The discovery of an airplane fragment on an island in the Indian Ocean is being viewed as a "major lead" in the hunt for missing Flight MH370, Australia's deputy prime minister said early Thursday.
"This is obviously a very significant development," Warren Truss told a news conference in Sydney.
The barnacle-covered part was found by a crew cleaning the coastline of rugged Reunion Island, a French territory east of Madagascar off the southern tip of Africa.
Truss said a "piece of debris could've floated a long, long way in 16 months" — the period since the Malaysia Airlines jet vanished.
"It's the first real evidence that there is a possibility that a part of the aircraft may have been found. It's too early to make that judgment, but clearly we are treating this as a major lead," the deputy prime minister said. "It is credible that wreckage from the search area could've reached Reunion Island."
Boeing investigators have looked at photos of the fragment and say that they believe it is from one of their 777s, sources told NBC News on Wednesday afternoon. It appears to be a piece of a flap from a wing.
There is only one such aircraft missing in the world right now — MH370.
The plane wreckage is roughly 6.5 feet to 8 feet in length, according to photographs. It appeared fairly intact and did not have visible burn marks or signs of impact.
Truss told reporters that a number stamped on the piece of debris would help to identify it.
Malaysia's deputy transport minister also said Thursday it was "almost certain" that the plane part was from a Boeing 777. It would take about two days to verify if the piece was from MH370, Abdul Aziz Kaprawi told Reuters on Thursday.
BEA, the French counterpart to the National Transportation Safety Board, said it was also studying the part. However, the agency added that it could not officially confirm yet that it was from a Boeing 777.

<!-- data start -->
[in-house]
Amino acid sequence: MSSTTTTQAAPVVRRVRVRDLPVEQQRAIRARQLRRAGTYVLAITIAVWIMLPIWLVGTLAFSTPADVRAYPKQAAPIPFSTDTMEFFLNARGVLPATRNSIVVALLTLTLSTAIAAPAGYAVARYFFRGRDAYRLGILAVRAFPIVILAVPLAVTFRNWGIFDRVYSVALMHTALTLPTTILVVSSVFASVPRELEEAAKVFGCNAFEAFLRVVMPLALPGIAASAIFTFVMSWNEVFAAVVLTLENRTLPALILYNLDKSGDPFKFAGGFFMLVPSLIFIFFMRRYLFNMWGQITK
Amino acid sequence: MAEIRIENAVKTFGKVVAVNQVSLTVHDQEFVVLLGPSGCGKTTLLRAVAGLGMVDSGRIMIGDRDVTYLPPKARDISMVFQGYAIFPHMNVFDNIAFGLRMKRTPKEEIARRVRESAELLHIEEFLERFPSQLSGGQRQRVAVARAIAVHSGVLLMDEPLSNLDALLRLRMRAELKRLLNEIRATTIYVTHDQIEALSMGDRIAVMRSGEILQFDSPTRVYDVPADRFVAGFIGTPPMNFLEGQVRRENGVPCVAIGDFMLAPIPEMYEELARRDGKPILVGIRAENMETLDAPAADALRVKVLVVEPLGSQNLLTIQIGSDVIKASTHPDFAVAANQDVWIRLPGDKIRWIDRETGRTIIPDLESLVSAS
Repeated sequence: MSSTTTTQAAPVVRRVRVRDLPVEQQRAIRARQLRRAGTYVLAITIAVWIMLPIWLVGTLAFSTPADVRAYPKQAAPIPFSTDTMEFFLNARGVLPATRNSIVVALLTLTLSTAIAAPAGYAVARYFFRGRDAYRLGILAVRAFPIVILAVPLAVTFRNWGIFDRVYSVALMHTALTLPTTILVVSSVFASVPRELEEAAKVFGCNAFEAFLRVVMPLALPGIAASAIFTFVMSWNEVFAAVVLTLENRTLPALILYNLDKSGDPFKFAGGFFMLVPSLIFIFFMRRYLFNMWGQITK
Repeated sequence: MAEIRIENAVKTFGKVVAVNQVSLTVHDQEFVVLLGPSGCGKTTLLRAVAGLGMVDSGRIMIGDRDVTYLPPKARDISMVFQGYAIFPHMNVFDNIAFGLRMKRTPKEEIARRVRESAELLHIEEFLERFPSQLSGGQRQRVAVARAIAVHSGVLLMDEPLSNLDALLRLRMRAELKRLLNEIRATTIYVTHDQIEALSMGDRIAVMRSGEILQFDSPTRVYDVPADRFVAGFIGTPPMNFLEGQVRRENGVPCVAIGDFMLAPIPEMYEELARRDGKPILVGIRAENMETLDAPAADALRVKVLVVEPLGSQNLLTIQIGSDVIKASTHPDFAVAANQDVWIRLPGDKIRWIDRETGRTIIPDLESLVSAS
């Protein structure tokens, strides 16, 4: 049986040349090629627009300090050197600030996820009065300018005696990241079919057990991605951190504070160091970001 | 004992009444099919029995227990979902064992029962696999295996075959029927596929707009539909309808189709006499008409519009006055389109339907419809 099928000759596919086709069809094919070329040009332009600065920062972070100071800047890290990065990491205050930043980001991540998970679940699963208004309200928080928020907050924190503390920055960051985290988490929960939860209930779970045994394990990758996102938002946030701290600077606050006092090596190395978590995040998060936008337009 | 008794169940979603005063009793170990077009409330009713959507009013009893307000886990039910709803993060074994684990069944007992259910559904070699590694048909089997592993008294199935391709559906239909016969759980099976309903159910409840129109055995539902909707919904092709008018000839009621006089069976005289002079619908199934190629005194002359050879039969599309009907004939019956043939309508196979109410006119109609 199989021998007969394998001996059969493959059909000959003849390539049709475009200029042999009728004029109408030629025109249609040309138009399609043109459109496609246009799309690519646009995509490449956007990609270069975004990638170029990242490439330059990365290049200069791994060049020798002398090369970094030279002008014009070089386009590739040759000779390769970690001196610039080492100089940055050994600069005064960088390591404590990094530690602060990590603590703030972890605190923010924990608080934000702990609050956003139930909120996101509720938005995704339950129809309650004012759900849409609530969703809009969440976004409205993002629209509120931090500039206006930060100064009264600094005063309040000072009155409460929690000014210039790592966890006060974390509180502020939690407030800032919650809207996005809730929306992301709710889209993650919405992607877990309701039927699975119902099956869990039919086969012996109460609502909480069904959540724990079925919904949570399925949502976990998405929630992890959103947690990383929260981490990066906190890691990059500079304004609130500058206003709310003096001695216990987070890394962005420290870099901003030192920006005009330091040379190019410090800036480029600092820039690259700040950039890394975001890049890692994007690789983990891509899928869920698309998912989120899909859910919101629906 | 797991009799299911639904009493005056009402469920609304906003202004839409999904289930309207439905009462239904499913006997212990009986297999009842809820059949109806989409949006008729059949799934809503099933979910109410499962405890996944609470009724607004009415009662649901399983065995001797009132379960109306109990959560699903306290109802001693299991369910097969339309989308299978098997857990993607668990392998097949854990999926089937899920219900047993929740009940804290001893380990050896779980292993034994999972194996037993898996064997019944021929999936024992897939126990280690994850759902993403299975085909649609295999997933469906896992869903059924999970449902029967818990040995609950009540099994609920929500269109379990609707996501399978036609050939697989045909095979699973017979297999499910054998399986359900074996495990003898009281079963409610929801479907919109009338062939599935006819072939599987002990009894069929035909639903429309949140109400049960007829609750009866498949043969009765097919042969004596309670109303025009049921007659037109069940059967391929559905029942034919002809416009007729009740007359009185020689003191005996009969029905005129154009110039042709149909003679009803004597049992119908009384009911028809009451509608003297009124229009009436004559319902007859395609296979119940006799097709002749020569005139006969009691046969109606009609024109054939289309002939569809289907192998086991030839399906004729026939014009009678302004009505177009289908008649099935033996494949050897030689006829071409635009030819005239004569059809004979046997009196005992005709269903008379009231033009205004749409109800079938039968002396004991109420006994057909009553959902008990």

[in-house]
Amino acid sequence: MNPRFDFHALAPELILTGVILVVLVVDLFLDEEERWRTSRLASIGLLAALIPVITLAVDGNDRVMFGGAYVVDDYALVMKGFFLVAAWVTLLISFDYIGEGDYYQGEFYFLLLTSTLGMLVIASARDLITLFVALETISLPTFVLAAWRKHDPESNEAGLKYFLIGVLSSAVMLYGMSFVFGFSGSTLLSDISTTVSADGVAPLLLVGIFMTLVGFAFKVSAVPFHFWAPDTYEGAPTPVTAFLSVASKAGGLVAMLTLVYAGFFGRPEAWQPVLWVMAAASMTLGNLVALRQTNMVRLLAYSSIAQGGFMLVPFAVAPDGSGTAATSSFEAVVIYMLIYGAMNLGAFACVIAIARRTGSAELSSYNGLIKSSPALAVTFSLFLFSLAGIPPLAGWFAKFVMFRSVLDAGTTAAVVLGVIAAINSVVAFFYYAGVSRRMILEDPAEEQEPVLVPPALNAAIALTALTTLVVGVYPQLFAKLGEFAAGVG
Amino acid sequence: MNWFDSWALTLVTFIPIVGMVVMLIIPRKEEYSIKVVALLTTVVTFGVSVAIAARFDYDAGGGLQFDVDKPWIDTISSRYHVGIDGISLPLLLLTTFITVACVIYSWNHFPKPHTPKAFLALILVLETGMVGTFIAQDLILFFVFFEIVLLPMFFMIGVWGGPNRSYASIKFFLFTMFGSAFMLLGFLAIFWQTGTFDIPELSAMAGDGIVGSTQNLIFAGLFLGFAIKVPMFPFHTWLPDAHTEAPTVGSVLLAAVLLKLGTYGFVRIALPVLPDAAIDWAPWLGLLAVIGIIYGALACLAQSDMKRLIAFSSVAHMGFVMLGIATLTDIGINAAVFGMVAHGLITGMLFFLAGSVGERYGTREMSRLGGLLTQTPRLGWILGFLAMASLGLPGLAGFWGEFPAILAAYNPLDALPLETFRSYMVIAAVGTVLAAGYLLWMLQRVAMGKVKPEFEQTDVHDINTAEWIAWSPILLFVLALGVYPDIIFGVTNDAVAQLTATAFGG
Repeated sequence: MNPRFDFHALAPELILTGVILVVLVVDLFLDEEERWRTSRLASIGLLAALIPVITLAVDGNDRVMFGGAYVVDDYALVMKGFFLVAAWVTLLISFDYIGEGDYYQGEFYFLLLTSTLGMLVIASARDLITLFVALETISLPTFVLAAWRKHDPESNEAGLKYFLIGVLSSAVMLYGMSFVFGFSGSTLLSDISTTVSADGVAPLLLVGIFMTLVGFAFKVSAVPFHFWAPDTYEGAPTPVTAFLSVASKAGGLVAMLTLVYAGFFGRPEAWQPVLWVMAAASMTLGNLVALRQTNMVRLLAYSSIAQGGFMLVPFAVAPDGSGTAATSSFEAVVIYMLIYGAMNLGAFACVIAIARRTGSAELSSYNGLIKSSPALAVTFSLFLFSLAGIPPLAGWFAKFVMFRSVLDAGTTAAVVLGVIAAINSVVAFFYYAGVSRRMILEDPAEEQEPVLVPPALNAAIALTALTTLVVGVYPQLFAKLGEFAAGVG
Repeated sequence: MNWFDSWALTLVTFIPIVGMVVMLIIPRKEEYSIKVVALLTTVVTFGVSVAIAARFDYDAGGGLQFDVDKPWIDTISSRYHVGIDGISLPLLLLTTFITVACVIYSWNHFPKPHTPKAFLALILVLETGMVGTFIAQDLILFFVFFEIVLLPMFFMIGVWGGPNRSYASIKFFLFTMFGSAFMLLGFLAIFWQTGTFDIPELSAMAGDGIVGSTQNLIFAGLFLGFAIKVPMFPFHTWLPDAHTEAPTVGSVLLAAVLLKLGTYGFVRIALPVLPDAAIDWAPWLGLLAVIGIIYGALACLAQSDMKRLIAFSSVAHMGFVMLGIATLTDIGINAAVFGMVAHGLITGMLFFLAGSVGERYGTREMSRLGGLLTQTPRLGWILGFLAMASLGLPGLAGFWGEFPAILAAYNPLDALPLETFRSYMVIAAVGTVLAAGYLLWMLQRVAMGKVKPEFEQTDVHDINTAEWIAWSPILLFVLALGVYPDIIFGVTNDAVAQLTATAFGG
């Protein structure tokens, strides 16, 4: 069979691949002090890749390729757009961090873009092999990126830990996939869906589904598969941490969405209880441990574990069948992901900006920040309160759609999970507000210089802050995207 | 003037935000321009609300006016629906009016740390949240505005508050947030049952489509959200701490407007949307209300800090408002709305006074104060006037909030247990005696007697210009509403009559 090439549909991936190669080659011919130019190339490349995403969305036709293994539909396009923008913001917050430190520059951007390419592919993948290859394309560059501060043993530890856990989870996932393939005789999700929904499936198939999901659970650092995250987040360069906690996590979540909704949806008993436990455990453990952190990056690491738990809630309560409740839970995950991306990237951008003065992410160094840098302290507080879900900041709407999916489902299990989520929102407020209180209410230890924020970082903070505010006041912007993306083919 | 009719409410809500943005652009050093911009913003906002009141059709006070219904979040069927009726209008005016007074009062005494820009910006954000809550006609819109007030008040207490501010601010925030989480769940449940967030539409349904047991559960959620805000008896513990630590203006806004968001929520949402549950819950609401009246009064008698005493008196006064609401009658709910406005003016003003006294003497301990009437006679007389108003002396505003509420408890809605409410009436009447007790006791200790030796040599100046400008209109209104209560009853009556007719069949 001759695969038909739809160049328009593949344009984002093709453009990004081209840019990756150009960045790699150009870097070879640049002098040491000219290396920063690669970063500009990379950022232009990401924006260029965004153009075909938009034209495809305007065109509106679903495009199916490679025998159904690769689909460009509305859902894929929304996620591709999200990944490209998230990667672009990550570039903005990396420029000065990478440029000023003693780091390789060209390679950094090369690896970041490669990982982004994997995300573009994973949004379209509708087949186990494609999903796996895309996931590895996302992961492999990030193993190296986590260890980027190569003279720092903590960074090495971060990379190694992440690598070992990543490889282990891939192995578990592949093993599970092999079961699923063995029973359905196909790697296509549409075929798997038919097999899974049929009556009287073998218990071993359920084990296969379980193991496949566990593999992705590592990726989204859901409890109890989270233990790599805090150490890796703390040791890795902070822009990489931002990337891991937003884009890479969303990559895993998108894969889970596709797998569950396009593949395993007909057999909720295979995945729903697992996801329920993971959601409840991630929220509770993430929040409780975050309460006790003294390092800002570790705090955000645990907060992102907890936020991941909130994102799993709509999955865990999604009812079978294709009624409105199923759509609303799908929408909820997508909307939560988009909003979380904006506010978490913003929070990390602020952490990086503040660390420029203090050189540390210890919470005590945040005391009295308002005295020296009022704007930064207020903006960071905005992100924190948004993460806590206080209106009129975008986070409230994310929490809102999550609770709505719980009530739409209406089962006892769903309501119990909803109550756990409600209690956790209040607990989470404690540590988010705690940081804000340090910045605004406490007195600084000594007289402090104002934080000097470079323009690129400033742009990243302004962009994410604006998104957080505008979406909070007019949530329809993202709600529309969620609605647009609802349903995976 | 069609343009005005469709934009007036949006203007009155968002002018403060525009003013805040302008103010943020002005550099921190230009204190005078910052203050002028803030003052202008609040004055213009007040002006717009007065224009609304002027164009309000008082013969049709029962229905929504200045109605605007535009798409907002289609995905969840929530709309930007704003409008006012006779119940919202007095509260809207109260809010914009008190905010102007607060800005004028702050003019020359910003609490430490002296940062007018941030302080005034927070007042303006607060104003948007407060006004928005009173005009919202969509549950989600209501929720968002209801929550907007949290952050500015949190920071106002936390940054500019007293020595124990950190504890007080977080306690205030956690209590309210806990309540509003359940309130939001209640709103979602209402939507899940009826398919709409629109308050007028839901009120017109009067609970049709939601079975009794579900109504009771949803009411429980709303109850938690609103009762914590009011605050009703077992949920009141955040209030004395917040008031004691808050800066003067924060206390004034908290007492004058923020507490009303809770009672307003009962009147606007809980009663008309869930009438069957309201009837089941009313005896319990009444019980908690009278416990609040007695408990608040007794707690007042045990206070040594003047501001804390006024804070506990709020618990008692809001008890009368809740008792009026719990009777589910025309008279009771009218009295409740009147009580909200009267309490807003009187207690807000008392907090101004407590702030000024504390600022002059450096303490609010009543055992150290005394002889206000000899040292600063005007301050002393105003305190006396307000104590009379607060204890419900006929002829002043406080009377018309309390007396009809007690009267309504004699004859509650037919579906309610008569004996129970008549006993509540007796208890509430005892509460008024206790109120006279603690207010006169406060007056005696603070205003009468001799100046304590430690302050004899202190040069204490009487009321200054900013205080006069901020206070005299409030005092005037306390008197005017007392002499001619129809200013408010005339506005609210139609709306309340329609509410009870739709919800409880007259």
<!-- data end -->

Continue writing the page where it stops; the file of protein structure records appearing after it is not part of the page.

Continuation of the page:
Local media also reported Thursday that the remains of a suitcase had also been found in the same area where the debris was recovered. Officials did not immediately comment on the reports.
The Malaysian jet was carrying 239 people when it disappeared about an hour into its journey from Kuala Lumpur, Malaysia, to Beijing, China, on March 8 last year.
Search efforts led by Australia have focused on a broad expanse of the southern Indian Ocean off Australia, roughly 2,300 miles from Reunion Island.
Professor Charitha Pattiaratchi, of the University of Western Australia Oceans Institute, told APTN that finding a piece the debris on Reunion was "entirely consistent with current patterns in the Southern Indian Ocean to be originated from the area that they're doing the current search for the wreckage."
He added: "It would not surprise me if more debris will be washing up in that part of the region in the coming weeks."
In an earlier briefing with reporters, Truss said that the development could finally provide answers for relatives of those aboard the jetliner — including Sarah Bajc, the girlfriend of missing Texan Philip Wood.
"If the wreckage is identified, what that does is give some degree of closure to the families who are waiting for information," he said. "If it can be established beyond doubt that the aircraft has gone into the water then that helps people to understand what happened."